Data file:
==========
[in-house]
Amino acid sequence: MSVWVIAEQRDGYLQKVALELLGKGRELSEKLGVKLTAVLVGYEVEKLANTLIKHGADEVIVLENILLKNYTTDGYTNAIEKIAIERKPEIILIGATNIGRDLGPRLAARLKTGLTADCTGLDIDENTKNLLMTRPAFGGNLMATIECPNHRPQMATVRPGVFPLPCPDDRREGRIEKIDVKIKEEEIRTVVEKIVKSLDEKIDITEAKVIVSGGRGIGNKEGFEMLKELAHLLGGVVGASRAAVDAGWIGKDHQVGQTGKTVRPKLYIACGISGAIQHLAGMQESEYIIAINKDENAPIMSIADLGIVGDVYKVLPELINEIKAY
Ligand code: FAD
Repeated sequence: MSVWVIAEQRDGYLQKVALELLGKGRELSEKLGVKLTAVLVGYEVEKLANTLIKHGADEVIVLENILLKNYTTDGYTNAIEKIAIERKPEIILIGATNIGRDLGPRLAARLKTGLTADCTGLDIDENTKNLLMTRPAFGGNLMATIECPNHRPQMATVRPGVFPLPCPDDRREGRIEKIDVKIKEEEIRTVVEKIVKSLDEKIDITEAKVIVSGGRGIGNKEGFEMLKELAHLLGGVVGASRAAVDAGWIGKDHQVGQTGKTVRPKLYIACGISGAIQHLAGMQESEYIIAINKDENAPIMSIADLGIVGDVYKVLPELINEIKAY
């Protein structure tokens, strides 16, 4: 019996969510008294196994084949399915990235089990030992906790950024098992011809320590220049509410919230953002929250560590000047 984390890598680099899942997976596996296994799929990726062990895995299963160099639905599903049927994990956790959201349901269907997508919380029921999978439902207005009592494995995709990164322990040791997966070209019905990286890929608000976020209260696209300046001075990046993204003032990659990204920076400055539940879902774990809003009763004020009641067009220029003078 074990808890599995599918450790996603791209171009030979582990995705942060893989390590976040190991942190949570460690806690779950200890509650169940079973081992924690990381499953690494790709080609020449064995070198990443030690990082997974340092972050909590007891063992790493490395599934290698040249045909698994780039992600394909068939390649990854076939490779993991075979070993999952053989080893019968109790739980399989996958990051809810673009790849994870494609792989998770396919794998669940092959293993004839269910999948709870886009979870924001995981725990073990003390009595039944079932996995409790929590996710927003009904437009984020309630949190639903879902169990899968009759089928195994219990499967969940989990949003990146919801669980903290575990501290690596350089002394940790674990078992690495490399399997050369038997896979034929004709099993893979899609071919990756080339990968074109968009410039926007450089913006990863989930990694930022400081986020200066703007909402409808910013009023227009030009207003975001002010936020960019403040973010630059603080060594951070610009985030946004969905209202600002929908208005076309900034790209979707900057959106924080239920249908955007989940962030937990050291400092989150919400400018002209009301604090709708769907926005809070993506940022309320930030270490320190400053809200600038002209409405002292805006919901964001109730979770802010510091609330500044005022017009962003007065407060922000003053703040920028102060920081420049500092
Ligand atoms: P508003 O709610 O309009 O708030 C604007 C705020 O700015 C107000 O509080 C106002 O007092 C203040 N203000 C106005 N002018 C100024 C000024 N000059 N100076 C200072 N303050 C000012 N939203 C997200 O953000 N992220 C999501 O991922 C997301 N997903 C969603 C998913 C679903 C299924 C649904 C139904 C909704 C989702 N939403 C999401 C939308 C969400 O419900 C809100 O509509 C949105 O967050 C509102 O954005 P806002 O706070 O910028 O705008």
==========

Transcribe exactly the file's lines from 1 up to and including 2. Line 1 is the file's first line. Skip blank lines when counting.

[in-house]
Amino acid sequence: MSVWVIAEQRDGYLQKVALELLGKGRELSEKLGVKLTAVLVGYEVEKLANTLIKHGADEVIVLENILLKNYTTDGYTNAIEKIAIERKPEIILIGATNIGRDLGPRLAARLKTGLTADCTGLDIDENTKNLLMTRPAFGGNLMATIECPNHRPQMATVRPGVFPLPCPDDRREGRIEKIDVKIKEEEIRTVVEKIVKSLDEKIDITEAKVIVSGGRGIGNKEGFEMLKELAHLLGGVVGASRAAVDAGWIGKDHQVGQTGKTVRPKLYIACGISGAIQHLAGMQESEYIIAINKDENAPIMSIADLGIVGDVYKVLPELINEIKAY